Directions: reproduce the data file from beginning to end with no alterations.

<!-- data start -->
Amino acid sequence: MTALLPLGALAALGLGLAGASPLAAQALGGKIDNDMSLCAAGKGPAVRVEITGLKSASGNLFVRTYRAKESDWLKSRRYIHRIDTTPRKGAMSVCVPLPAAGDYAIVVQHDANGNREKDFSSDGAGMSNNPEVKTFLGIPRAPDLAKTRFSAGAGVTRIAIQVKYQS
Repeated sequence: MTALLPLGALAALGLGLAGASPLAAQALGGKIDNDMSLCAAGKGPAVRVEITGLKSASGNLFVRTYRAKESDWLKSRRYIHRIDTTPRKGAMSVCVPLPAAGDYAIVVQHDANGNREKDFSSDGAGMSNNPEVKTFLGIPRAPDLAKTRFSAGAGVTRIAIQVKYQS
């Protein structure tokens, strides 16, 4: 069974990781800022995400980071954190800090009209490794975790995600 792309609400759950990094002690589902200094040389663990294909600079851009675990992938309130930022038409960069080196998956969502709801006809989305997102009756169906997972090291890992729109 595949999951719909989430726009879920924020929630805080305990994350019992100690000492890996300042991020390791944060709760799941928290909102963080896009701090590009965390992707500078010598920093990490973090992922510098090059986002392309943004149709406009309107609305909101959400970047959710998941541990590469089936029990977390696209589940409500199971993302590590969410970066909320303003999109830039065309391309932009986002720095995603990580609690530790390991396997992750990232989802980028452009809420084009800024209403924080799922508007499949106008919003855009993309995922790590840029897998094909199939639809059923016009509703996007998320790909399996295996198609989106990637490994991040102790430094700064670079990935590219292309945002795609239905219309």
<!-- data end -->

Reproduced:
Amino acid sequence: MTALLPLGALAALGLGLAGASPLAAQALGGKIDNDMSLCAAGKGPAVRVEITGLKSASGNLFVRTYRAKESDWLKSRRYIHRIDTTPRKGAMSVCVPLPAAGDYAIVVQHDANGNREKDFSSDGAGMSNNPEVKTFLGIPRAPDLAKTRFSAGAGVTRIAIQVKYQS
Repeated sequence: MTALLPLGALAALGLGLAGASPLAAQALGGKIDNDMSLCAAGKGPAVRVEITGLKSASGNLFVRTYRAKESDWLKSRRYIHRIDTTPRKGAMSVCVPLPAAGDYAIVVQHDANGNREKDFSSDGAGMSNNPEVKTFLGIPRAPDLAKTRFSAGAGVTRIAIQVKYQS
């Protein structure tokens, strides 16, 4: 069974990781800022995400980071954190800090009209490794975790995600 792309609400759950990094002690589902200094040389663990294909600079851009675990992938309130930022038409960069080196998956969502709801006809989305997102009756169906997972090291890992729109 595949999951719909989430726009879920924020929630805080305990994350019992100690000492890996300042991020390791944060709760799941928290909102963080896009701090590009965390992707500078010598920093990490973090992922510098090059986002392309943004149709406009309107609305909101959400970047959710998941541990590469089936029990977390696209589940409500199971993302590590969410970066909320303003999109830039065309391309932009986002720095995603990580609690530790390991396997992750990232989802980028452009809420084009800024209403924080799922508007499949106008919003855009993309995922790590840029897998094909199939639809059923016009509703996007998320790909399996295996198609989106990637490994991040102790430094700064670079990935590219292309945002795609239905219309």